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Two Sigma acquires Hivemind, strengthens data-driven investing

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Ed. note: Corrections made on 8/24/22 to remove references to “Two Sigma Investments,” “hedge fund,” “fund,” and revise sentence saying “Crux, acquired in 2018…” to instead say, “Crux, a strategic minority investment….”

Two Sigma, a financial services company focusing on data-driven quantitative investing, has announced the acquisition of Hivemind Technologies’ software platform to strengthen its data-handling capabilities. The terms of the deal were not disclosed.

Founded in 2001, New York-based Two Sigma combines rigorous inquiry and data analysis with a variety of technological methods, including artificial intelligence (AI), machine learning (ML) and distributed computing, to inform its trading strategies. The company claims its data-driven approach helps solve the toughest challenges in the investment management and venture capital space. It gets over 20 petabytes of data from more than 10,000 sources every year and currently has more than $60 billion in assets under management.

Meanwhile, Hivemind Technologies, headquartered in London, is an IT consultancy that combines automation of its platform and distributed human intelligence to create valuable, bespoke datasets from messy or unstructured sources. The platform aims to bring control and efficiency to data processing, making it more auditable and accurate.

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How does Hivemind software fit in?

With this deal, Two Sigma plans to enhance the data preparation, data workflow, and machine learning capabilities of its data engineering platform. The company said it will integrate Hivemind’s offering to glean the ability to distill semistructured and unstructured data sources into high-quality, machine-readable datasets.

“Hivemind provides us with a framework for inserting the various forms of labeling into unstructured data. It brings more automation and accuracy to the preparation and onboarding of data, to enable cleaner data and better research. This, in effect, frees up our data science and research teams to focus on research rather than data prep, and our engineering teams from supporting non-standard datasets and rote data cleaning,” Carter Page, head of data engineering at Two Sigma, told VentureBeat.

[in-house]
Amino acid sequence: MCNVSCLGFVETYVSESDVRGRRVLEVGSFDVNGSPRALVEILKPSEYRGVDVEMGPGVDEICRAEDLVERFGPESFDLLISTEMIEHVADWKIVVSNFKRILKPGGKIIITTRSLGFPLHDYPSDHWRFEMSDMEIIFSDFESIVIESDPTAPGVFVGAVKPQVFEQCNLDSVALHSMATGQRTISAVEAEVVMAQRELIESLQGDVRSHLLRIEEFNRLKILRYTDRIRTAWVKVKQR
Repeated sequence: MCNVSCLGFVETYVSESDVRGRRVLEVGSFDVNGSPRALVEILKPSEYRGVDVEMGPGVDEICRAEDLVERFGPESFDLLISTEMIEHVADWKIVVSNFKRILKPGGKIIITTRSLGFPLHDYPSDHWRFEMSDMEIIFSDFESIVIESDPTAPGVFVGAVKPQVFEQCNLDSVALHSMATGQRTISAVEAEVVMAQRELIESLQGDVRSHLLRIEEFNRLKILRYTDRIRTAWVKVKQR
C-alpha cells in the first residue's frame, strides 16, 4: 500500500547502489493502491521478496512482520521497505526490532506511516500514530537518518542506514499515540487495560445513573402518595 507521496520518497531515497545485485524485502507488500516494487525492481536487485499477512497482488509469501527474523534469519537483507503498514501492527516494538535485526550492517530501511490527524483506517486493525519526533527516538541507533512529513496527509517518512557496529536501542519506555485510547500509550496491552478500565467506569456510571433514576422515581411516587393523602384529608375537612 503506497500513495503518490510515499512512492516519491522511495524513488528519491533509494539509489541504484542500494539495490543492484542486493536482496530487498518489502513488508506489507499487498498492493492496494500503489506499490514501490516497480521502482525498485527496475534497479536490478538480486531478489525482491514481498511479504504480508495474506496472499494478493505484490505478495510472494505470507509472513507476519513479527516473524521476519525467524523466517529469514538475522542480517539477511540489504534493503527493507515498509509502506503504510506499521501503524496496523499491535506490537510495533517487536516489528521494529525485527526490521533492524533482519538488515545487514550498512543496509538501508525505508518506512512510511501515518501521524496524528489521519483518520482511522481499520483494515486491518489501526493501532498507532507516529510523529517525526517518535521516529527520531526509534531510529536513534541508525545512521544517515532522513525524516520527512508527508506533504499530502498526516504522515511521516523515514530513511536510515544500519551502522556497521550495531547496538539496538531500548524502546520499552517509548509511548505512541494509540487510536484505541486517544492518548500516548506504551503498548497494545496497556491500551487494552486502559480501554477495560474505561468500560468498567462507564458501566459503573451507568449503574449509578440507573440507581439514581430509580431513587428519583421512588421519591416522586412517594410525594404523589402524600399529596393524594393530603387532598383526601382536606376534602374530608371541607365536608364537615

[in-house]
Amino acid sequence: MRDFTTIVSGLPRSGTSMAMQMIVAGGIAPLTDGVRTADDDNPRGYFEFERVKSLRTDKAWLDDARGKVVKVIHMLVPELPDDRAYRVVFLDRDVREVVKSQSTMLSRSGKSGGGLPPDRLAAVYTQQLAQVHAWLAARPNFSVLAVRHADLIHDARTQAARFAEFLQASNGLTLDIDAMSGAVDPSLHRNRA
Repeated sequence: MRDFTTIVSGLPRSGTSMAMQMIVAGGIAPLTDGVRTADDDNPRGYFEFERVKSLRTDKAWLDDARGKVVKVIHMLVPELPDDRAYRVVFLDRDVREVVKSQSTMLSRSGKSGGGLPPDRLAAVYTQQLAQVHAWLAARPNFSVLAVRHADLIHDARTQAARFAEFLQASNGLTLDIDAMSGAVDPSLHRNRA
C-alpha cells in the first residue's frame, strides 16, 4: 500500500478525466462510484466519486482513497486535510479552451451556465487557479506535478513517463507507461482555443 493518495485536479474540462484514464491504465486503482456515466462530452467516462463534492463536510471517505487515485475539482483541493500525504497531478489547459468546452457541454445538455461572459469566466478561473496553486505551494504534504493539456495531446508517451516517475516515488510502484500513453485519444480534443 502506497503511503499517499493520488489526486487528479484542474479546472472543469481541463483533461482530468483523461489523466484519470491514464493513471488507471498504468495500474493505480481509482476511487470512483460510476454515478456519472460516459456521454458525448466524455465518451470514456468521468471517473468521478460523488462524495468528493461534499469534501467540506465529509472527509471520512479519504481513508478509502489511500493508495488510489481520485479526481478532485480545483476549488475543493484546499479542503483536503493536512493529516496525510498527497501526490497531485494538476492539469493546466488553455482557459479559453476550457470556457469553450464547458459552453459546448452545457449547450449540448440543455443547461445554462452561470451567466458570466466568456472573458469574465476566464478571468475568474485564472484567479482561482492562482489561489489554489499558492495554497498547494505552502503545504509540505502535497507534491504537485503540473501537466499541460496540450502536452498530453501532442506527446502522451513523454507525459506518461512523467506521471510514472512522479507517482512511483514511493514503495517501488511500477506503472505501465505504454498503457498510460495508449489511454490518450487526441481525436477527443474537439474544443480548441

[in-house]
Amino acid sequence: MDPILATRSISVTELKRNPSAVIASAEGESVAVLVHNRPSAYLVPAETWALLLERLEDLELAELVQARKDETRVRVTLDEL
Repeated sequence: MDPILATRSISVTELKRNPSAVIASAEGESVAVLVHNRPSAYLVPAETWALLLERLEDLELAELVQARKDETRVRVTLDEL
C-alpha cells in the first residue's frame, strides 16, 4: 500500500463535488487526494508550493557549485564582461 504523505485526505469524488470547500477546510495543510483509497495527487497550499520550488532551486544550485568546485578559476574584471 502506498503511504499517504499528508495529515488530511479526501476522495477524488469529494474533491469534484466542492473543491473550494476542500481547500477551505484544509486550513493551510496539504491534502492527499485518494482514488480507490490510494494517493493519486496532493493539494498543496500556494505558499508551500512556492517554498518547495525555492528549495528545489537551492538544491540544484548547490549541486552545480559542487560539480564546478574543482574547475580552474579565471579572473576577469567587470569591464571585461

“In financial services, we have to make sense of the world and markets through data that is often complex and not machine-interpretable. Hivemind helps us to filter more complex data to make it useful,” Page added.

Two Sigma’s end goal: Better investing

Ultimately, the integration will amplify Two Sigma’s ability to ingest data quickly and utilize it more effectively for investment decision-making. In fact, the company has been at it for years, working to embed greater efficiency and accuracy into various aspects of its data pipeline, from cleaning to mapping to creating unique datasets.

“Hivemind is one of the pieces of our larger data pipeline ecosystem, with all of our tools working together as part of a single platform to move data efficiently through the computation and analysis that drives decision-making in our organization,” Jeff Wecker, CTO of Two Sigma, told VentureBeat.

Other pieces in this ecosystem are Crux and Liberty Source, respectively. Crux, a strategic minority investment, augments Two Sigma’s ETL activities and helps improve data quality and governance in structured data while providing access to a growing catalog of vendor datasets. Meanwhile, Liberty, acquired in 2021, provides data workflow management services, including entity mapping, data validation and curation.

“Our goal is to obtain the data we need, evaluate its value, and use the benefits of that research automatically in all of our investing and trading businesses, including more recently private investing,” Wecker said.

“While we’ve been developing these capabilities over the last 20 years, we still have much to do to get it right. We have recognized that the part of the data world that is most underserved is end-to-end pipelining. We want to eliminate all the friction from research to production.”

To achieve this mission, Wecker emphasized, the company will continue the search for external solutions that provide the tools needed or build them internally.

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